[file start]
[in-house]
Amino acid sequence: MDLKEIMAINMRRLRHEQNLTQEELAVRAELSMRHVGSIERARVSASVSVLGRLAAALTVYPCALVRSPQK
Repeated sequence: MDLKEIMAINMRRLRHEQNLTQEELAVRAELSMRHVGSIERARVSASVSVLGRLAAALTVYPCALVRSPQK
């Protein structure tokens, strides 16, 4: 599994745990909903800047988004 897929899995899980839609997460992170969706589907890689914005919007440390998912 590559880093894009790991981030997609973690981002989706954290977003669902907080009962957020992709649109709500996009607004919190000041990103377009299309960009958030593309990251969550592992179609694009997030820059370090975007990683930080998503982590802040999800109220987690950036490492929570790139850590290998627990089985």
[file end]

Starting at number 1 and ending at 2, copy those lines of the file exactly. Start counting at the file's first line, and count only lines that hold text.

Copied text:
[in-house]
Amino acid sequence: MDLKEIMAINMRRLRHEQNLTQEELAVRAELSMRHVGSIERARVSASVSVLGRLAAALTVYPCALVRSPQK